“So we actually think that the Fed is going to be hiking all the way up until May to reach 5.5%, and then be very reluctant to ease policy,” she said. “I mean, we have a recession in our base case, but we think the Fed is going to be very late in terms of when they can start to ease because of that sticky inflation.”
Bearish comments from investor David Tepper, who told CNBC he’s “leaning short” on US equities next year because of global tightening, added to the risk-off sentiment on Thursday.
The S&P 500′s large decline this month contrasts with an average 1.5% December gain since 1950, providing sidelined global investors with plenty of “dry powder” to put to work, according to analysts at SEB. Meanwhile, technology stocks are headed for their worst December since the bursting of the dotcom bubble 20 years ago.
Concerns are also growing that Japanese investors could be persuaded to bring home some of the trillions of dollars they have stashed in foreign stocks and bonds as the yen and local bond yields rise in the wake of this week’s sudden hawkish move from the Bank of Japan. That could further lift global borrowing costs and drag on already cooling economic growth, with euro zone bonds seen as especially vulnerable.
On the currency markets, the Bloomberg Dollar Spot Index rose 0.1%, the euro was little changed at $1.0599, the British pound fell 0.3% to $1.2042 and the Japanese yen was little changed at 132.38 per dollar.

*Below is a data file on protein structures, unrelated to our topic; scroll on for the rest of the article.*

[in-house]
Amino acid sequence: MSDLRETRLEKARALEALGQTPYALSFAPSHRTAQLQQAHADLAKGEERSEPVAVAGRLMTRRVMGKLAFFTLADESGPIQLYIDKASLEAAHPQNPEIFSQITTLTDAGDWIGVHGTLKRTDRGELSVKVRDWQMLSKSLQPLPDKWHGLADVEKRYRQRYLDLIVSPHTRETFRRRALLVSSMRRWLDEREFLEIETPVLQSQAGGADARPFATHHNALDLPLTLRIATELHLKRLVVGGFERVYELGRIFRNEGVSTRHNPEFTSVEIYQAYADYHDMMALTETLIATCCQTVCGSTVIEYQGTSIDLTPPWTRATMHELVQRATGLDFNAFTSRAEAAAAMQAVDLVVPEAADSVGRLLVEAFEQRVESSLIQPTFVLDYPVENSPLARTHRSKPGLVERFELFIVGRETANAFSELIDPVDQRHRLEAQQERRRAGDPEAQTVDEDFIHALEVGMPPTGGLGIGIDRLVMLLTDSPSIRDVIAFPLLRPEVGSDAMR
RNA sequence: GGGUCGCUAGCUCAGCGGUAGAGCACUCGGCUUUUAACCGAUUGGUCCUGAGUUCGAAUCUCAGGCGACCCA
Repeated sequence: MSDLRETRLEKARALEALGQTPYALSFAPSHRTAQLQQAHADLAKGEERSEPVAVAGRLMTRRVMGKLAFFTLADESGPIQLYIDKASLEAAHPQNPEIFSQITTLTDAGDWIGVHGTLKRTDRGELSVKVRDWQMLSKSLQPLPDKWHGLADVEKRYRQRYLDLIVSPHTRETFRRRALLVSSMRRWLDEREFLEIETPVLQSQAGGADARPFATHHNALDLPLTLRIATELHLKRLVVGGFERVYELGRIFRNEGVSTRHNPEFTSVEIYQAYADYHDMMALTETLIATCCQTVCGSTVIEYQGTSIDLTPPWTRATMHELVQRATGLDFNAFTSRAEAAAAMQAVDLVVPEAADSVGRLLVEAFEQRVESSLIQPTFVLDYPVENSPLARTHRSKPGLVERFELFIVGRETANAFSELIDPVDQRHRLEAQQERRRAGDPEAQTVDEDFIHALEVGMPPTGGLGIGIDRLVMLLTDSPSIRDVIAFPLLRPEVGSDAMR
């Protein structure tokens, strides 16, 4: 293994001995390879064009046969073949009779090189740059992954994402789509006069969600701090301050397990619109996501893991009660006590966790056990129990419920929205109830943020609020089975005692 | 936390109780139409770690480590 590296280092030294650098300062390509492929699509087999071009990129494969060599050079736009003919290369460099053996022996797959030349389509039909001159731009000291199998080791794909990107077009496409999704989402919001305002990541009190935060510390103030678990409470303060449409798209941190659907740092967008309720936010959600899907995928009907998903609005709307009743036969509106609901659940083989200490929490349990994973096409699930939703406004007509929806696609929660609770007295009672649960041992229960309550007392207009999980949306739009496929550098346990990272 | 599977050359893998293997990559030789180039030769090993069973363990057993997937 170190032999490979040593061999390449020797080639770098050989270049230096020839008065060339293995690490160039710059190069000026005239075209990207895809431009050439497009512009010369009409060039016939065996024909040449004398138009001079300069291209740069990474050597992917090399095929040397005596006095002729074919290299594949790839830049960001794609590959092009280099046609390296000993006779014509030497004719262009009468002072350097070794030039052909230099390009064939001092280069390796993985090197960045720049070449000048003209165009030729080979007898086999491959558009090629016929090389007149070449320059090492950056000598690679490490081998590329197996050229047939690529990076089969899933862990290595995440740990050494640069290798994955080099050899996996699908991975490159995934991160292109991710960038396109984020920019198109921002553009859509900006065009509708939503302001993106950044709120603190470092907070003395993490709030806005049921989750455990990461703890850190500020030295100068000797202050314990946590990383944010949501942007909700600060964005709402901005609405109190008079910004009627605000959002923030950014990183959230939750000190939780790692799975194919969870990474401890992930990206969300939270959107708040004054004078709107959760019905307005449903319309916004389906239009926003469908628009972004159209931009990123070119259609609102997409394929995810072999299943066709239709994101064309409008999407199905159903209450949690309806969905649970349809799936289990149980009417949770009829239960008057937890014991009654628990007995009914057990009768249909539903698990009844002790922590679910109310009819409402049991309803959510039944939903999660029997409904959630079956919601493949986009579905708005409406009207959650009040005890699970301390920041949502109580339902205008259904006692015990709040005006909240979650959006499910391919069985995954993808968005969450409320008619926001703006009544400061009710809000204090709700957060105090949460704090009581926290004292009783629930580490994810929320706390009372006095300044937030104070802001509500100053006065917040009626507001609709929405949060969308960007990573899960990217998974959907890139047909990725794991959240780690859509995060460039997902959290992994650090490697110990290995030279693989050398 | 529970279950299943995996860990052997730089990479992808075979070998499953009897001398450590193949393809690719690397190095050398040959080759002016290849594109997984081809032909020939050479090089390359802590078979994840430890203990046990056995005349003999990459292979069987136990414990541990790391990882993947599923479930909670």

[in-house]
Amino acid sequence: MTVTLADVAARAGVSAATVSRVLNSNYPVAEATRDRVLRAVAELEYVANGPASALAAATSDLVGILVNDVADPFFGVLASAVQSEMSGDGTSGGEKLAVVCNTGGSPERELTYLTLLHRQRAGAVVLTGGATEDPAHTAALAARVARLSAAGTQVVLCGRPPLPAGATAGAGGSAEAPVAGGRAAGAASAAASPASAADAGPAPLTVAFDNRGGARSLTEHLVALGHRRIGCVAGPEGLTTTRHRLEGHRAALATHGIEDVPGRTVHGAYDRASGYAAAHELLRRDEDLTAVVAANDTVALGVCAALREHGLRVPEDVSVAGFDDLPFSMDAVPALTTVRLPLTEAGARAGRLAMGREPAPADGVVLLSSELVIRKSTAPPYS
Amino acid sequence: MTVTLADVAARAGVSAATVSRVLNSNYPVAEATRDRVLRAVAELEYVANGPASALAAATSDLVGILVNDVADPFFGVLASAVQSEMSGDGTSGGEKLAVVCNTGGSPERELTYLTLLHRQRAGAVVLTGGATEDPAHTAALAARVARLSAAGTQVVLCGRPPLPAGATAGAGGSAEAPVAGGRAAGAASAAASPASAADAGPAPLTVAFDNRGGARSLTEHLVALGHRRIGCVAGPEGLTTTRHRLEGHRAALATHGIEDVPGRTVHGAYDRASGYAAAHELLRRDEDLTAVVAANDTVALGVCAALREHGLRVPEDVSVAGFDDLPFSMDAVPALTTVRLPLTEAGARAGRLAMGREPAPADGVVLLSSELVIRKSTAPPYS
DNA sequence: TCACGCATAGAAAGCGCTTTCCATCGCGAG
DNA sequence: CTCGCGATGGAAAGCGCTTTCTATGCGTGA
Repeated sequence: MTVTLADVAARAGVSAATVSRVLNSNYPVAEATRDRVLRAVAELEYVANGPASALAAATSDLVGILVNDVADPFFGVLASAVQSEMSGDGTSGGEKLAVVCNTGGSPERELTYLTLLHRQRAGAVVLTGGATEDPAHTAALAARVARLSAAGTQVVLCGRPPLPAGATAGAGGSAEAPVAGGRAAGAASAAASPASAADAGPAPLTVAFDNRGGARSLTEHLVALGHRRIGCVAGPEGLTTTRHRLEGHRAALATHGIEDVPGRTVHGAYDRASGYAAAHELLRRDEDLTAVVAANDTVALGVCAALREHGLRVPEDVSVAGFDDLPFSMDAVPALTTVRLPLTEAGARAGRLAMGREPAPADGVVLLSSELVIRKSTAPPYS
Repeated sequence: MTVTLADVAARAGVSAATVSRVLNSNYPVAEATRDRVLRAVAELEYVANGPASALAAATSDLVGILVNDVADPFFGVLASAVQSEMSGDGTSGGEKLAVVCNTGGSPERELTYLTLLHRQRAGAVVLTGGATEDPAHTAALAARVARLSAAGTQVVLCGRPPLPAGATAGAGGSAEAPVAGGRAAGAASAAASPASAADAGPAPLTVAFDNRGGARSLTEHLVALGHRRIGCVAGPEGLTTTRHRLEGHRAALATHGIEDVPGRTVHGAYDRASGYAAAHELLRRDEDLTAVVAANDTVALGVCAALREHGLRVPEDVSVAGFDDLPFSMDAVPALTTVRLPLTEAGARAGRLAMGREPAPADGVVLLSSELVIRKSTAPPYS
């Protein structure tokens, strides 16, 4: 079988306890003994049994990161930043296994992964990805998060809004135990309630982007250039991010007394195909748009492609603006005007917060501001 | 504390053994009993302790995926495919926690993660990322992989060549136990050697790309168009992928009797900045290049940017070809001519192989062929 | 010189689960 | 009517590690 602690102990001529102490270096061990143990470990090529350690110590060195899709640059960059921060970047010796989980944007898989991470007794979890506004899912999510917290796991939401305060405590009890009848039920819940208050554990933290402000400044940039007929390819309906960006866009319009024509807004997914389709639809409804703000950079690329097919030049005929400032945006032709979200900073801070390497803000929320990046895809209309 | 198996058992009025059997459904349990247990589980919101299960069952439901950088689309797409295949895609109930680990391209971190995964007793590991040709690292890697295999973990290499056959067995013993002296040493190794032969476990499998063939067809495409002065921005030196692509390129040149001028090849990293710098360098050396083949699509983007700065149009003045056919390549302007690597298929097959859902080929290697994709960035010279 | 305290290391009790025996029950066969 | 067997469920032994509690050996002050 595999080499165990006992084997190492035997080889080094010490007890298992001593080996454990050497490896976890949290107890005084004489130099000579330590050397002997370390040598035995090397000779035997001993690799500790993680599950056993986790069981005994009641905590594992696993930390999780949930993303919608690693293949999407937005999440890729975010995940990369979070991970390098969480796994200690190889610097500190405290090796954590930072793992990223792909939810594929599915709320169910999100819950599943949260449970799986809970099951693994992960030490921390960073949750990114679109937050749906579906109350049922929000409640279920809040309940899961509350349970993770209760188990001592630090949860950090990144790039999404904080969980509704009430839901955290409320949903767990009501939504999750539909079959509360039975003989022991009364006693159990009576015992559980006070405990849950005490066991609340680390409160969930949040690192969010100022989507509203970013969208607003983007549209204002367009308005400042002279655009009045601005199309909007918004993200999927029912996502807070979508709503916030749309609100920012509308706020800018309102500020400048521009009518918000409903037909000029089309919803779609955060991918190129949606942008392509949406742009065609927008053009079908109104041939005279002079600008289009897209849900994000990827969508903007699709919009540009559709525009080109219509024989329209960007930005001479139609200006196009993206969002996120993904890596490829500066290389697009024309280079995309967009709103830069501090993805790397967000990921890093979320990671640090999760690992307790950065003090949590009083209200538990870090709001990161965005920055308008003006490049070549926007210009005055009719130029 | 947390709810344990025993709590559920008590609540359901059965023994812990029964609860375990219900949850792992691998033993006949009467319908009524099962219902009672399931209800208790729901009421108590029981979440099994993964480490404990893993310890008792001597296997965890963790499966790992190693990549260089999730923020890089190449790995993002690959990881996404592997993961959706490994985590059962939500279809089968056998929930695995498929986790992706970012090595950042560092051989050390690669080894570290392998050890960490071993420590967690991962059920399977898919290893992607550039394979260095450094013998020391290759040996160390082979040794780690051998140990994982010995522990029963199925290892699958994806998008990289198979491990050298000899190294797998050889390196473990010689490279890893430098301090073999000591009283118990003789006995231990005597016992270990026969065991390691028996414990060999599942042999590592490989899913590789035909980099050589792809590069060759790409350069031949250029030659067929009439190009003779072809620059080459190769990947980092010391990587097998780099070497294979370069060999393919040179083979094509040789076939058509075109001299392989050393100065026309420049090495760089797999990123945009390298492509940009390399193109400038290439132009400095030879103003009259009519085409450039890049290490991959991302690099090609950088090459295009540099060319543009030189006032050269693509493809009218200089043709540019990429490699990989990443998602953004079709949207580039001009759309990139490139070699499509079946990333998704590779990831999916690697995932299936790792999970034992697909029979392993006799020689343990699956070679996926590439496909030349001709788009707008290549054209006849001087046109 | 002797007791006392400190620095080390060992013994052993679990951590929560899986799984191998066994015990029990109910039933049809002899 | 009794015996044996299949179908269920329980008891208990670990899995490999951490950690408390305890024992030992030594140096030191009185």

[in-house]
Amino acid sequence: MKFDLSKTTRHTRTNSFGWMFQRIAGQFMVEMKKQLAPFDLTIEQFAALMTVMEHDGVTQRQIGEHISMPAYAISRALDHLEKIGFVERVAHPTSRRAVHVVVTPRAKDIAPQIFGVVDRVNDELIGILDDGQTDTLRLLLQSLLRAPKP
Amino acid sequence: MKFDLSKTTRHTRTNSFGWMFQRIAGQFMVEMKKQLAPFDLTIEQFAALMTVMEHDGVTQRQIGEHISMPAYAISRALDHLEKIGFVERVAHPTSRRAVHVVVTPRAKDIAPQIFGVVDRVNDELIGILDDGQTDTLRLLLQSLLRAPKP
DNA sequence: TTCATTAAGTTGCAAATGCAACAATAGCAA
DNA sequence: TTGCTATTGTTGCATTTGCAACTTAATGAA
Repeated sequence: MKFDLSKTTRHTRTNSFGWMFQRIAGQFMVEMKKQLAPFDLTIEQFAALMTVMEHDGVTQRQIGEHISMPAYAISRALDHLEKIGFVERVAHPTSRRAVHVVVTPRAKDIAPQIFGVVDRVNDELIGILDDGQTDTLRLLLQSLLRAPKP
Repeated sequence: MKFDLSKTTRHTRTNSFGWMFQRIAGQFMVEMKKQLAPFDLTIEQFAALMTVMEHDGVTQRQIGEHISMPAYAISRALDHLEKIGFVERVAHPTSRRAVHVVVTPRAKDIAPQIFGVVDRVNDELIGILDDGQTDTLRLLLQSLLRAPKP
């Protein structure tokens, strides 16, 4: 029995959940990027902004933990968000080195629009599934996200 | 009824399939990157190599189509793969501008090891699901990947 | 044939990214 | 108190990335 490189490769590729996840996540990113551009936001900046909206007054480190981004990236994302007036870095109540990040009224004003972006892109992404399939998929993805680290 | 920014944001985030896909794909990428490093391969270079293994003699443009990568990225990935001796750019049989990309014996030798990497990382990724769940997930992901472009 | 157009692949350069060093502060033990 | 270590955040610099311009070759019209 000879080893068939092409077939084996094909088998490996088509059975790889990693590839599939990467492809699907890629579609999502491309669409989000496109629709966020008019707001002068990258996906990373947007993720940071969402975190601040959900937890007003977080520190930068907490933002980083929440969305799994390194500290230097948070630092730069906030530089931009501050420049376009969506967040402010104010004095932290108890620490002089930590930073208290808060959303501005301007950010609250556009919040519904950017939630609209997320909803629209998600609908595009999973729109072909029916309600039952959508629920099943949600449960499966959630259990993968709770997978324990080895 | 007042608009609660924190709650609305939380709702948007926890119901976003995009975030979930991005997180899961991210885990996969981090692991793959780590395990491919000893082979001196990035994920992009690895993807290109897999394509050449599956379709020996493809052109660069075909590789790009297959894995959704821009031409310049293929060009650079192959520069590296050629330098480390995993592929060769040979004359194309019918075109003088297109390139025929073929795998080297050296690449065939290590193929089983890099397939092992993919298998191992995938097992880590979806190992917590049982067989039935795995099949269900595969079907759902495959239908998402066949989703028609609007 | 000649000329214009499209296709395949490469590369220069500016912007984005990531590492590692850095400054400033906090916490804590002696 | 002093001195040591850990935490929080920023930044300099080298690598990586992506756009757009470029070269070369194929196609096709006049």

🔑 The day’s key events:
Oil cut its three-day climb it had registered in the week after the US data release, with the strength of the economy likely leading to further monetary tightening.
WTI crude for February delivery fell 1.02% to $77.49 per barrel, while the Brent benchmark lost 0.62% toS$81.69 per barrel.
Despite the declines, tightening US crude supplies and the prospect of China’s recovery from blockades controlled losses; and although participation in oil markets has declined ahead of the Christmas vacations, liquidity has been thin for much of this year, adding to volatility.
“Energy traders seem to be ready for the holidays, as we are not seeing any exciting moves. The biggest wild card in the oil market is China and optimism remains strong that the reopening will continue and eventually lead to increased demand for crude,” said Ed Moya, senior market analyst at OANDA.
🍝For the dinner table debate:
TikTok’s parent company, ByteDance Ltd has determined that some of its employees accessed US user data inappropriately, further complicating the company’s efforts to convince lawmakers in the country that the app is safe.
“The individuals involved abused their authority to gain access to TikTok user data,” Shou Chew, CEO of the popular video-sharing mobile app, told employees in a memo seen by Bloomberg.
The accesses were noted in an internal ByteDance investigation conducted in the northern summer to uncover employee leaks to the press. Internal audit members responsible for the investigation accessed personal data from some journalists’ accounts, including IP addresses, to try to determine whether they had interacted with TikTok employees, according to an email sent by TikTok’s lead attorney, Erich Andersen.
The company launched another investigation after a Forbes article claimed that ByteDance employees planned to use TikTok to track the physical location of some US users.
Leidys Becerra, a content producer at Bloomberg Línea, and Vildana Hajric of Bloomberg News, contributed to this report.